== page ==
No matter how quickly we zipped ourselves into the tent at night, we typically spent a full hour exterminating blackflies, and the tent floor was thick with their carcasses. "A sound like rainfall punctuates our fitful sleep — a million black flies throwing themselves against the sides of the tent. Des vraies monstres!"
Near Sheldrake, another change of scenery. Stunted trees give way to bare rock, thinly padded with a few arctic berries, mosses and lichens. Unobstructed views in all directions. Amazing downhill onto an old iron bridge. Slap of a cold ocean breeze. We see the first village, the first stores, the first houses we have seen since crossing the rivière Moisie 100 kilometers ago.
We take refuge from the black flies in a dingy casse-croûte in Sheldrake, where we order glass after glass of Coke, milk and coffee, eat our lunches and leave a big tip. I guess we are no worse than the other tourists, who wander in and out in their fluorescent lime green, tangerine and electric yellow shorts and tank tops, the women all perfectly coiffée et maquillée, to have a coffee and continue their whirlwind tour of the Côte Nord (two days aller-rétour Baie Comeau-Havre-Saint-Pierre with a cruise to Les Îles Mingan). 99% of the other tourists we saw were on that hamster wheel.
We only met two other bicyclists on the Côte Nord, both of then solo and pedaling 100+ kilometers a day. I wondered how much of the Côte Nord they saw? Neither of them mentioned that it was beautiful — only that it was easy to pedal, and they were making great time.
One woman had pedaled solo all the way from Québec City to Sept-Îles, where, exhausted, she left her bike and hitch-hiked to Havre St-Pierre. But having arrived at her destination so much sooner than expected, she didn't quite know what to do with herself.
She was born in Québec, she explained, but her mother was Swiss, so she divided her time between Switzerland and Québec.
"When I'm in Switzerland, I miss my friends in Québec," she said, "and when I'm in Québec, I miss my friends in Switzerland."
"But," queried Claire — who had a magnificent knack for always saying exactly what she was thinking — "if you miss your friends so much, why did you take off all alone on a bicycle?"
By now, I was keeping my journal in a mixture of French and English, and this next passage is best left in its original language:
À Riviere-aux-Tonnerre, des trés beaux paysages. Rivage rocheux et dénudés d'arbres. Belle chute d'orée, tourmentée, découpée en milles morceux par son fond caillouteux. Sur chaque bord du village, il y a une grande butte, où on trouve des iris sauvages, des mousses de toutes variétés et des petits étangs d'eau avec leur vie en miniature. Claire passe son temps à venir en aide aux petite ménés piègés dans les étangs d'eau. Elle les transporte une à la fois au large. Je lui donnes le nom "Notre Dame des Poissons Ègarés".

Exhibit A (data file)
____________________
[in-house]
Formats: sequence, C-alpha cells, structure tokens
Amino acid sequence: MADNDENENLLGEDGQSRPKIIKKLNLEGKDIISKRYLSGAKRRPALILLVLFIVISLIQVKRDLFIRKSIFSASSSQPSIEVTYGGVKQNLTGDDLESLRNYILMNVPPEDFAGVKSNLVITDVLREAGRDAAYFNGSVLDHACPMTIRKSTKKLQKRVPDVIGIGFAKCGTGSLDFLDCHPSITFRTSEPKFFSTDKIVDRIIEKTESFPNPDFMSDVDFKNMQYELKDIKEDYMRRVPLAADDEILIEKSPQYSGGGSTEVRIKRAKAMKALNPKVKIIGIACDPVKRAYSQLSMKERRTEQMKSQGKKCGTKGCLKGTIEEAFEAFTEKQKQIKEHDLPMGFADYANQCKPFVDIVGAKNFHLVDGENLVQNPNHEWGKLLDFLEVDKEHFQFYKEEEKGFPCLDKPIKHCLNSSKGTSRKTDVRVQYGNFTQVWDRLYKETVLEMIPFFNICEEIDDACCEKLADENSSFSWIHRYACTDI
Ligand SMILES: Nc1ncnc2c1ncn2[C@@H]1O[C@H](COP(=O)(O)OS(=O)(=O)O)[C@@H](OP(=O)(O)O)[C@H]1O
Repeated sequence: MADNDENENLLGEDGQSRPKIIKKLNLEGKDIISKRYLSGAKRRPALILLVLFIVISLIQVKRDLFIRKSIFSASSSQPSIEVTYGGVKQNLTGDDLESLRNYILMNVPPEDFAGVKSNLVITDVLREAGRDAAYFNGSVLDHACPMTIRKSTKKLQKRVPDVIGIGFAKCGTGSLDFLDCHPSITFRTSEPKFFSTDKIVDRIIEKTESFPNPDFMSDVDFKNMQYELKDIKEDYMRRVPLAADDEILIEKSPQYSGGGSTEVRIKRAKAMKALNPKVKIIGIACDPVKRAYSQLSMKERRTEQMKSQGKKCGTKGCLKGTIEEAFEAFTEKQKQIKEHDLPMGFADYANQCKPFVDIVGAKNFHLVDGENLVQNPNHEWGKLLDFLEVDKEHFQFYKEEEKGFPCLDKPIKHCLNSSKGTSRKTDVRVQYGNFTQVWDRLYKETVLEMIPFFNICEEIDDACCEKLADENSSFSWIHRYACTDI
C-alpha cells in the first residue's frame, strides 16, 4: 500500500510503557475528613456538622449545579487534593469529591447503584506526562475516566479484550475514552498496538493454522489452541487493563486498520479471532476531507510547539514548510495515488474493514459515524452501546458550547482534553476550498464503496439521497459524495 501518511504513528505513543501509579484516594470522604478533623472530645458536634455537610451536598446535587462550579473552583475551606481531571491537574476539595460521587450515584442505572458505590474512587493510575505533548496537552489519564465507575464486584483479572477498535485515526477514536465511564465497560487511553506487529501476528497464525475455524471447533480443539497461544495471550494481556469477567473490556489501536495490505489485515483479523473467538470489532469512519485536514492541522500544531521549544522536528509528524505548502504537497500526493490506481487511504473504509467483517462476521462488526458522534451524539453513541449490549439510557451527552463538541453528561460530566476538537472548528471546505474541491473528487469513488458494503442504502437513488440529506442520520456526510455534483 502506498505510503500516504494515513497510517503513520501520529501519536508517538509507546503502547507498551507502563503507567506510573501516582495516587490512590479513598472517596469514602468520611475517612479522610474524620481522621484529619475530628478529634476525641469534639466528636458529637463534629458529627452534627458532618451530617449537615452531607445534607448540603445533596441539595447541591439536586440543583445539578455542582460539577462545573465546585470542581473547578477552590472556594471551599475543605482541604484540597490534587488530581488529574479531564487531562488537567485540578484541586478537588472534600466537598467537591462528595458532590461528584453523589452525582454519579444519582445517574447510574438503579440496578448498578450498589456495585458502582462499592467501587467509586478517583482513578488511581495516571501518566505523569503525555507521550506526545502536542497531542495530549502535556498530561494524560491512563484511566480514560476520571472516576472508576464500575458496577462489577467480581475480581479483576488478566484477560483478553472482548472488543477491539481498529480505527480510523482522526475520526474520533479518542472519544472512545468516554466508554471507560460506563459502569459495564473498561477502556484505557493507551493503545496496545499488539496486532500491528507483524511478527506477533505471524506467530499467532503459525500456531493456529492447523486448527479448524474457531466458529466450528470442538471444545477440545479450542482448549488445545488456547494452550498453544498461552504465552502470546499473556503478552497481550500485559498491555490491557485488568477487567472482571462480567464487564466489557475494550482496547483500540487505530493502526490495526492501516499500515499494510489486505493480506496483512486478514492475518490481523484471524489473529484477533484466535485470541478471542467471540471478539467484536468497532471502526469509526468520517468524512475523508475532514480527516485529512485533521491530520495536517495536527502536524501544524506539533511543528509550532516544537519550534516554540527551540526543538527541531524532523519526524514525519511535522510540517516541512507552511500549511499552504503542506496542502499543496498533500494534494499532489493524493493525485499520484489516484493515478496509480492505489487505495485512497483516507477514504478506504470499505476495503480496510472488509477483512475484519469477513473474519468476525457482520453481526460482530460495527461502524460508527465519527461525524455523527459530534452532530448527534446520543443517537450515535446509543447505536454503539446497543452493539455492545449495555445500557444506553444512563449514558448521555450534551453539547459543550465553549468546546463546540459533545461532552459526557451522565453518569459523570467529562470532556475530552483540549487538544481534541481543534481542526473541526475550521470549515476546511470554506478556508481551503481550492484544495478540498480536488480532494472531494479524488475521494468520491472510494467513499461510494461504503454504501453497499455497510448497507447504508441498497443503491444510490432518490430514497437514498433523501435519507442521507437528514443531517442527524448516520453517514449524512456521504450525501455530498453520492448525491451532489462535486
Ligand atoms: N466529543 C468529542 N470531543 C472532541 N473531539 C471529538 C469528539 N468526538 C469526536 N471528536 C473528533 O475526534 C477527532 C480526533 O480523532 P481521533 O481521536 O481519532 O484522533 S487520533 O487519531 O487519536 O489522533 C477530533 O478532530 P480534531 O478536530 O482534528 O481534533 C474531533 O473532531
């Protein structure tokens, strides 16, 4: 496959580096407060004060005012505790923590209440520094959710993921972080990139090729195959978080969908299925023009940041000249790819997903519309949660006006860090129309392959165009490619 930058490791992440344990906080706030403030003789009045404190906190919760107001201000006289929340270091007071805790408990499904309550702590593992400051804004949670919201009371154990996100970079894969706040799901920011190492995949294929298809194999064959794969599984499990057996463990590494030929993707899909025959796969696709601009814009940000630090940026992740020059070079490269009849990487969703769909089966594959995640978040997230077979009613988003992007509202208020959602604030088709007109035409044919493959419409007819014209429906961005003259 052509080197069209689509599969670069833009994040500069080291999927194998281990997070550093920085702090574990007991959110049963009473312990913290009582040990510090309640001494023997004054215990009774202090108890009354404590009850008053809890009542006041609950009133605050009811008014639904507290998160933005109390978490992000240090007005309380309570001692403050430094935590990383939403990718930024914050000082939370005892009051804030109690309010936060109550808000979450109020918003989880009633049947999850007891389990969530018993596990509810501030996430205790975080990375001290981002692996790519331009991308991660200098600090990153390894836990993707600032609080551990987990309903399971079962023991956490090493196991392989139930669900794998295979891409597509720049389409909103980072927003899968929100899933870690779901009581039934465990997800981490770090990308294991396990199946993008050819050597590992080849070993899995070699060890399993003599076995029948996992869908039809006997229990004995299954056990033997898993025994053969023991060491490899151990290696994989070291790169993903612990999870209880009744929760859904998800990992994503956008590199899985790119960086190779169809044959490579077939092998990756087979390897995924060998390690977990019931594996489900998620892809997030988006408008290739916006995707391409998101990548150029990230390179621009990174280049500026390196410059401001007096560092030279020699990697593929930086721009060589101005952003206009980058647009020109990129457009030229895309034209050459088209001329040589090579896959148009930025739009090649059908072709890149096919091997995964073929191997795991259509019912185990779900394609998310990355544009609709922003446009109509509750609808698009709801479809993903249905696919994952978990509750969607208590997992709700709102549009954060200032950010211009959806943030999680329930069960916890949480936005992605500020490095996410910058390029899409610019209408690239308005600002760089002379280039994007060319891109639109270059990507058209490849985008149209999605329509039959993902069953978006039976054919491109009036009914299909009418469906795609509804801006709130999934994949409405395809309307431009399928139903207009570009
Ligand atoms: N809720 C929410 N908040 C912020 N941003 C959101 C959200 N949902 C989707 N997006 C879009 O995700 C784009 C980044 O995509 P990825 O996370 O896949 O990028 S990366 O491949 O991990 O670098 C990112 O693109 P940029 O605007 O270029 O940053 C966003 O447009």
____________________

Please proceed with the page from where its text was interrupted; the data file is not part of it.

The trip included a fascinating but rather melancholy day on Île Niapiskau, a tour of Île Nue, and getting lost on some old logging roads near Havre-Saint-Pierre.
"But our best times were when we were on our bicycles," I wrote. "In town, we were stymied by the lack of public transport and by our isolation. I would gladly have kept pedaling another two weeks, and I'm sure I wouldn't have tired of it."
Traveling by bicycle, your contact with nature is immediate and intense. The direction of the wind, changes in temperature, the scent of flowers and the rivers with their tea-colored water, the heat of the sun and the size and frequency of the drops of rain — all sensations are slowed down, amplified and prolonged.
Sur 400 centres kilomètres sur la Côte Nord, nous avons pris le temps de régarder de près, de toucher aux petites mousses — parfois friables, parfois épongeuses — de goûter aux plaque-bières et de mettre le nez dans les vases mystérieuses des plantes voraces.
We later learned that the other two cyclists we met both ended up hitch-hiking back to Montréal, too exhausted to continue. But Claire and I, at our "vitesse d'escargot", pedaled back the way we came. Our last day was the only high mileage one. With the wind at our backs, we cruised easily 120 km from Rivières-aux-Tonnerre to Sept-Îles.
It was midnight when we returned to Montréal, on a sweltering summer night, after 15 hours on the bus from Sept-Îles. We could have hopped on the métro, but instead, we threw our gear on the bikes one last time and slowly wound our way north across the island, through the darkened, silent, fitfully slumbering city.Next